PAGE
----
Renault’s flagship Espace minivan released toxic diesel emissions 25 times over legal limits in a Swiss study, despite complying with EU tests carried out at unrealistically low engine temperatures, a German environmental group said on Tuesday (24 November).
The tests commissioned by the DUH group, which have not been independently verified, follows Volkswagen’s admission that it used illegal “defeat devices” to cheat diesel emission regulations.
In a statement, Renault said it contested the findings of the DUH lobby group.
Environmental and consumer groups are leading calls for improved European Union tests to bring soaring car emissions of nitrogen oxides (NOx) and carbon dioxide into line with legal limits.
The DUH, which had earlier singled out General Motors’ Opel brand in tests which suggested NOx emissions on the road were higher than those measured in official testing, has turned its fire on France’s Renault in a report commissioned from the University of Applied Sciences, in Bern.
When run with a warm or hot engine, a 1.6-litre Espace of the latest Euro 6 diesel generation emitted up to 2.06 grammes of NOx per kilometre, the campaign group said, more than 25 times the EU limit. The vehicle met the statutory 80 milligramme cap only with a cold engine after “specific pre-conditioning”.
GM last month rejected similar DUH findings on its Opel Zafira model, after running its own tests monitored by Germany’s TUV certification body.
The VW diesel scandal has drawn attention to a wider pattern of legal test manipulation that stops short of outright cheating.
The EU rules themselves are now acknowledged to be inadequate even by carmakers such as PSA Peugeot Citroën. PSA, Renault’s main rival on the French car market, announced on Tuesday it was partnering with Transport & Environment, a Brussels-based NGO, to measure and publicise real-world fuel economy figures. In a statement, Carlos Tavares, the Chairman of PSA’s Managing Board, said the partnership with T&E will “highlight the advanced technologies that PSA Peugeot Citroën is developing to contribute to fuel efficiency”.
Carmakers routinely strip out standard equipment to reduce test vehicles’ mass, tape up door joints and fit bald tyres that would be illegal on the road.
Tuesday’s DUH findings may shed light on the real-world impact of optimising engines to pass tests only when cold – which would be another tactic allowed by the current regime.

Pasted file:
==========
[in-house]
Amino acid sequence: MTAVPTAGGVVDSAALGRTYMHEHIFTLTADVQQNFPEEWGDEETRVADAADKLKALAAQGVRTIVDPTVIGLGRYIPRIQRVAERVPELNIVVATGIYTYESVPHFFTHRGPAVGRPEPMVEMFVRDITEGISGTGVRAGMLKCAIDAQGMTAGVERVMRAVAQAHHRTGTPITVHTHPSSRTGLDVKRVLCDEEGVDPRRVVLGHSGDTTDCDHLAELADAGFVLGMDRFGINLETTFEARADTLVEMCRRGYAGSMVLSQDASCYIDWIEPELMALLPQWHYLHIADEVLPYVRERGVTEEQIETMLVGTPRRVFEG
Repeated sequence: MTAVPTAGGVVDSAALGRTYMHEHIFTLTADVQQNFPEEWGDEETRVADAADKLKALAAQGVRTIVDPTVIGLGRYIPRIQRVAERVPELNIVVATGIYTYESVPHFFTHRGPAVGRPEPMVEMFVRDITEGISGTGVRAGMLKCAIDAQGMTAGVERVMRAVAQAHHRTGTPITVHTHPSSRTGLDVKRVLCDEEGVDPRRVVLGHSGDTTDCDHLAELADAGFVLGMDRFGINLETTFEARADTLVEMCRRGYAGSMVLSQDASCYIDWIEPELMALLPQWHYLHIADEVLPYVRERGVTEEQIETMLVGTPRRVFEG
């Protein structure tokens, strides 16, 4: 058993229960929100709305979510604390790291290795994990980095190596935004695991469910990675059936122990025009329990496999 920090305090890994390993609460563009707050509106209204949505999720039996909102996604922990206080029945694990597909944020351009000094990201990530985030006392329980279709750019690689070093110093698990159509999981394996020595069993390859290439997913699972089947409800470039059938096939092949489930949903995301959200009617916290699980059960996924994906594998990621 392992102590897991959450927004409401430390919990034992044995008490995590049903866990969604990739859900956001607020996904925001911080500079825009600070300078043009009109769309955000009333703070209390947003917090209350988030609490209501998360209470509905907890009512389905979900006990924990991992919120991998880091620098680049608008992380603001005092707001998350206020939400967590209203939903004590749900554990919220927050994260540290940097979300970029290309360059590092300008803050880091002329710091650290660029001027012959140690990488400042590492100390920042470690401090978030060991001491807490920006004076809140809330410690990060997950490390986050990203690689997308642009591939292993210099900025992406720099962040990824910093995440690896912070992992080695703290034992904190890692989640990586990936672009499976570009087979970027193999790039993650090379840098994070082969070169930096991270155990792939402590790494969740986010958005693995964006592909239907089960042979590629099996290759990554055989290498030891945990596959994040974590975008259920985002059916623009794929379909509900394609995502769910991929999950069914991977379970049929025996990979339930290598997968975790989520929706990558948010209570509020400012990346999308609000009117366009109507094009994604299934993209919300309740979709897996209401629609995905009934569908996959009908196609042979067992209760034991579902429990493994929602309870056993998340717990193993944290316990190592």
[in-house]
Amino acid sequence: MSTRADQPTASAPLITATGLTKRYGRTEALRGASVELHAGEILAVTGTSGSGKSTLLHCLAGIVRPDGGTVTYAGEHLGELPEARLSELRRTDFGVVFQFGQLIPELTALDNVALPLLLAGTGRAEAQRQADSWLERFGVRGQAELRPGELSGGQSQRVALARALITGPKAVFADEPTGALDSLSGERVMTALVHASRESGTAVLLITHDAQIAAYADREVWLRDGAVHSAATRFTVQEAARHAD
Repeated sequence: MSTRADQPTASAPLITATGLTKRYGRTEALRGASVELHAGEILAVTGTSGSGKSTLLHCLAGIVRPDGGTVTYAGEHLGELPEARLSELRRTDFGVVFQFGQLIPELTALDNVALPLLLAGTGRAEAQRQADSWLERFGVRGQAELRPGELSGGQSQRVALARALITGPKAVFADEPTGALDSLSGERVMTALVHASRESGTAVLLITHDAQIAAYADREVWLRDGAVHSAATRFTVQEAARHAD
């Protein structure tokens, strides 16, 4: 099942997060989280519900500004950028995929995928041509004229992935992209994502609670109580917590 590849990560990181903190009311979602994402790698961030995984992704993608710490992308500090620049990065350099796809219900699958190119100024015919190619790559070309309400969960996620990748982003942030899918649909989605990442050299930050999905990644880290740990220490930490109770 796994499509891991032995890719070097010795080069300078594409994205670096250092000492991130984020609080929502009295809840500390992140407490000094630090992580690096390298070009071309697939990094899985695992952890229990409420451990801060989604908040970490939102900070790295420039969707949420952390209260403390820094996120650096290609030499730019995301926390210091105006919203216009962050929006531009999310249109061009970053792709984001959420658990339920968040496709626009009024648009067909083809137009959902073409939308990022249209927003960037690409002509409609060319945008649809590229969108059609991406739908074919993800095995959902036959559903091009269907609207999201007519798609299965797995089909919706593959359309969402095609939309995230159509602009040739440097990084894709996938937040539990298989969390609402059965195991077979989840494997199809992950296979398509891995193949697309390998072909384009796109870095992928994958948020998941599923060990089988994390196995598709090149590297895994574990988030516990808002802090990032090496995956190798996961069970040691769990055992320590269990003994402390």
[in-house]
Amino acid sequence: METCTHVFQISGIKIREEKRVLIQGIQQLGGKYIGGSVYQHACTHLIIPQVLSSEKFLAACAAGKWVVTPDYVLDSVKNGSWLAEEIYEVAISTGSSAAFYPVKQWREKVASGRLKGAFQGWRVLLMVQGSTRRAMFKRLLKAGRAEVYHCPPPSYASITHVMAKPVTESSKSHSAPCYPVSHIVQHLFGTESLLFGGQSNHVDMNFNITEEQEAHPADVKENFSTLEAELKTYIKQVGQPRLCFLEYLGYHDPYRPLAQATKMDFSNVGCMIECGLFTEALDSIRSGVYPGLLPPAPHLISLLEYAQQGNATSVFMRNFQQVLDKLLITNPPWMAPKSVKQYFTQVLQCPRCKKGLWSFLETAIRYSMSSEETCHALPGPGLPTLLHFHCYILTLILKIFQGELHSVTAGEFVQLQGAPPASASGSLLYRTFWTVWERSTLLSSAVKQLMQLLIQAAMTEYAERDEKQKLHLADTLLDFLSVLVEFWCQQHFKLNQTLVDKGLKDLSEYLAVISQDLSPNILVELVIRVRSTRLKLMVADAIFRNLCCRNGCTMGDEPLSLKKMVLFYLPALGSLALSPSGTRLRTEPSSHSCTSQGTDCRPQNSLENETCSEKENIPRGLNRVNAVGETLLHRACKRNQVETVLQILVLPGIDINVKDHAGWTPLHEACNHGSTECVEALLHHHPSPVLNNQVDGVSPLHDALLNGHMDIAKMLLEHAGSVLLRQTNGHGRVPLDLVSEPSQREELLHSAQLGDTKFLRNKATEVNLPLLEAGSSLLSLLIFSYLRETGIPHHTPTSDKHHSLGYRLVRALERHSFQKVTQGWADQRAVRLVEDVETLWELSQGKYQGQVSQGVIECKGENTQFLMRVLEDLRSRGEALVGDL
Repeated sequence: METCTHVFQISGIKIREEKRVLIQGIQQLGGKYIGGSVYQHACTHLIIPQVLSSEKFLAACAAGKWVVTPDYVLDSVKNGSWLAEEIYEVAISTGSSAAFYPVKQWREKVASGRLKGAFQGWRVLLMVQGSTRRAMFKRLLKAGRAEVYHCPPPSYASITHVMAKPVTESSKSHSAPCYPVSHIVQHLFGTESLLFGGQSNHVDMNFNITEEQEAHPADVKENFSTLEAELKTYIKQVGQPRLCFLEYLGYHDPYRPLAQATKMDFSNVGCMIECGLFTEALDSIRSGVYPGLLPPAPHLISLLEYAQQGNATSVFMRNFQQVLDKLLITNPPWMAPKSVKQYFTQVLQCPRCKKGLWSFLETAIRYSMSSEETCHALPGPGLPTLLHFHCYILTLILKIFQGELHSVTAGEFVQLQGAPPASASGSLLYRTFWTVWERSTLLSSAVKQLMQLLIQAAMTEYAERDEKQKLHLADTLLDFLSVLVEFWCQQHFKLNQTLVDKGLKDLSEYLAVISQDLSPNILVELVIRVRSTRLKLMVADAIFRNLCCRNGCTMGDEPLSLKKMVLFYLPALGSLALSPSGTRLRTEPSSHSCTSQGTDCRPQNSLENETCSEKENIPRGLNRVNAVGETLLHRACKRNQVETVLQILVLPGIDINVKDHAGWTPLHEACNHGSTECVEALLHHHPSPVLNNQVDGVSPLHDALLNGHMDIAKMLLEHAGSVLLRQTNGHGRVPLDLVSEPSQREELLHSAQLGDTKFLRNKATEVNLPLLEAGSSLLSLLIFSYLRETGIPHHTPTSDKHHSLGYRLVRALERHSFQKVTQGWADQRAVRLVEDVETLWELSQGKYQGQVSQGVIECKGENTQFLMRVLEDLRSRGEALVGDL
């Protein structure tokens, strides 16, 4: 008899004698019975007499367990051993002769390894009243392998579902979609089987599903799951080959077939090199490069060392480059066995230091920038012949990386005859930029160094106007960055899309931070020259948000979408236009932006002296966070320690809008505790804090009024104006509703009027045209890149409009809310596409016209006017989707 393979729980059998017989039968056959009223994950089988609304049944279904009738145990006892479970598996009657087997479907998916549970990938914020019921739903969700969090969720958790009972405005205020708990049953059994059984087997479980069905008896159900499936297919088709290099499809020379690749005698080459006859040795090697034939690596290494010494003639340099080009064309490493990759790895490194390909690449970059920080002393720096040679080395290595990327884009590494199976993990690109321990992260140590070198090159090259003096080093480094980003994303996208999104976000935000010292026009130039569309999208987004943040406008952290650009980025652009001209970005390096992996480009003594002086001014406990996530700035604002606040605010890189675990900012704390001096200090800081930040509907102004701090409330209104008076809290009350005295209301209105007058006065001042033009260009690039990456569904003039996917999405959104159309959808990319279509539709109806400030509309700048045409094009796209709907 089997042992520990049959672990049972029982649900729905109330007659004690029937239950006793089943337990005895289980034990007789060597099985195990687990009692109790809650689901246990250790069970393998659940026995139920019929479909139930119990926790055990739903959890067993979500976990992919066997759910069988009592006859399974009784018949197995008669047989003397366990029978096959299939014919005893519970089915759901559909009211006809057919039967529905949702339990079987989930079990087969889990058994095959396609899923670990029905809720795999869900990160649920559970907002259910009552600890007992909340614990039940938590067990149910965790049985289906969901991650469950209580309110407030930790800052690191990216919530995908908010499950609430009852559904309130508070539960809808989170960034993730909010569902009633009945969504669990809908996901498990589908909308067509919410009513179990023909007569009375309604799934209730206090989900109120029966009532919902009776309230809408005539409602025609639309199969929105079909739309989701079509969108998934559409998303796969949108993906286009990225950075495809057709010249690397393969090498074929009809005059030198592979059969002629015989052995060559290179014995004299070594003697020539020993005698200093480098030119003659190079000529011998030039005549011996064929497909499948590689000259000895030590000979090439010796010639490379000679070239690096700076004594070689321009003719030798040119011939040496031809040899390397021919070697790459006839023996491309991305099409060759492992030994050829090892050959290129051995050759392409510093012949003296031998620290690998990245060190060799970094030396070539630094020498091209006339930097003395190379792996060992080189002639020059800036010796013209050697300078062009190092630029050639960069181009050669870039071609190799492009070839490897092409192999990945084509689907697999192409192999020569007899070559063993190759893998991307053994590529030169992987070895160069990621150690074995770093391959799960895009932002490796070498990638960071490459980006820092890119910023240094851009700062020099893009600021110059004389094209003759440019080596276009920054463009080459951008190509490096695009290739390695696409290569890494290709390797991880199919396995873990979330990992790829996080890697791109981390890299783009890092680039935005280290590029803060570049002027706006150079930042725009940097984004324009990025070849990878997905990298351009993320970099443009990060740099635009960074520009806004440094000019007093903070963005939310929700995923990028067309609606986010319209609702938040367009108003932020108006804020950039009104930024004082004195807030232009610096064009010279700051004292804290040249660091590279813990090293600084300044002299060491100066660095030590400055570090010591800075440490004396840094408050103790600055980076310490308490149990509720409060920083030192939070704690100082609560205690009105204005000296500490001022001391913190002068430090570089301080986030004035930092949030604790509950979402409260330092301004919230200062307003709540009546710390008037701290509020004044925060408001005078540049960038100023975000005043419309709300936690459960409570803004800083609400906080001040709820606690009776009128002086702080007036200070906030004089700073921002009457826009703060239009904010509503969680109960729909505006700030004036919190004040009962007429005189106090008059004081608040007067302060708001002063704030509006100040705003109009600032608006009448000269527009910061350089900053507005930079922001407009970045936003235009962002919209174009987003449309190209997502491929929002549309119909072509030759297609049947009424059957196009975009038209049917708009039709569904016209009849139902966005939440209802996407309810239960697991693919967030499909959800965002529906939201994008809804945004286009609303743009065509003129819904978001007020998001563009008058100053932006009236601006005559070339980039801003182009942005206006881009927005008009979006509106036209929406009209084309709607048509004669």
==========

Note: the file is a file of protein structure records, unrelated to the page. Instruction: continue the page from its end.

“It’s unbelievable that so-called modern diesel vehicles that damage the air we breathe in this way are on the road today,” campaigner Axel Friedrich said in the DUH statement.
Friedrich is a co-founder and council member of the Washington-based International Council on Clean Transportation (ICCT), which commissioned the original investigation that led eventually to the exposure of VW’s test-rigging.
Europe needs a “comprehensive reorganisation of the system in which mandatory regular controls on the street are integrated”, he said.
EU moves to phase in real-world emissions measurements were watered down in committee last month under sustained German-led lobbying.
Volkswagen admitted in September to rigging US diesel emissions tests, unleashing a scandal that forced out longstanding CEO Martin Winterkorn and may cost the group as much as €40 billion in recall costs, fines and compensation, some analysts estimate.
The European Commission and national authorities agreed to more stringent emissions limits, based on real driving conditions instead of laboratory tests.
But countries with an important automotive sector were opposed to implementing the new rules too quickly and called for extra breathing space for the car makers to adapt.
A compromise agreement was finally reached in late October which allows vehicles to carry on emitting more than twice the agreed pollution limits, despite the outcry caused by the Volkswagen emissions scandal.
The Commission proposed that "real-world" testing should become operational starting in 2016, and take full effect after a two-year phase-in for new vehicles starting in 2017. Initially nitrogen oxide (NOx) readings, primarily associated with diesel cars, could exceed an 80 milligramme/kilometre limit by 60% before falling to 20%.
Instead, the compromise agreement sets a "conformity factor" of 2.1 from late 2017, meaning cars could emit more than twice the official limit. Two years later, it would fall to 1.5, meaning vehicles could emit nitrogen oxides, associated with respiratory disease and premature death, up to 50% above the legal ceiling.